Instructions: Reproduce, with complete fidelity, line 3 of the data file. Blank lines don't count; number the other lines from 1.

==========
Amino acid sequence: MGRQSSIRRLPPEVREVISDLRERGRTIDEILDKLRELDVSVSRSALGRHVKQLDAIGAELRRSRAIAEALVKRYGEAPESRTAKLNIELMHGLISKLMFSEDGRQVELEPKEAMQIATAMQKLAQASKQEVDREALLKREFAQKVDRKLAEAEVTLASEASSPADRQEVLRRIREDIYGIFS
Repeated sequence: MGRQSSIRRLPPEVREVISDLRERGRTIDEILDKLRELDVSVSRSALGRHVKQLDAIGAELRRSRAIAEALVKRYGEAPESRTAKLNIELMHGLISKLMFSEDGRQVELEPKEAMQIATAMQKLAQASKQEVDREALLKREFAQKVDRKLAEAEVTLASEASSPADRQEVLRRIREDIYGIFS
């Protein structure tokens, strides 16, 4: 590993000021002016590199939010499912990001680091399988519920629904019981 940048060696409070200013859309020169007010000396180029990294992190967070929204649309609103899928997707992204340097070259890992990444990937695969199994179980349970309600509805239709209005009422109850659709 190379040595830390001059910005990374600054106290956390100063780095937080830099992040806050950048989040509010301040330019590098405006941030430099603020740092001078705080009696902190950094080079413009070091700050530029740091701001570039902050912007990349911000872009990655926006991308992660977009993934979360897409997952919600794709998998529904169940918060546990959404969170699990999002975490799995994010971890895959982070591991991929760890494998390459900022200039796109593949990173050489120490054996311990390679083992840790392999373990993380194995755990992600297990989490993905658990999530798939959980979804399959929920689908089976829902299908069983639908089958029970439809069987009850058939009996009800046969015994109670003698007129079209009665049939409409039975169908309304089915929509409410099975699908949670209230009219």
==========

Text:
């Protein structure tokens, strides 16, 4: 590993000021002016590199939010499912990001680091399988519920629904019981 940048060696409070200013859309020169007010000396180029990294992190967070929204649309609103899928997707992204340097070259890992990444990937695969199994179980349970309600509805239709209005009422109850659709 190379040595830390001059910005990374600054106290956390100063780095937080830099992040806050950048989040509010301040330019590098405006941030430099603020740092001078705080009696902190950094080079413009070091700050530029740091701001570039902050912007990349911000872009990655926006991308992660977009993934979360897409997952919600794709998998529904169940918060546990959404969170699990999002975490799995994010971890895959982070591991991929760890494998390459900022200039796109593949990173050489120490054996311990390679083992840790392999373990993380194995755990992600297990989490993905658990999530798939959980979804399959929920689908089976829902299908069983639908089958029970439809069987009850058939009996009800046969015994109670003698007129079209009665049939409409039975169908309304089915929509409410099975699908949670209230009219």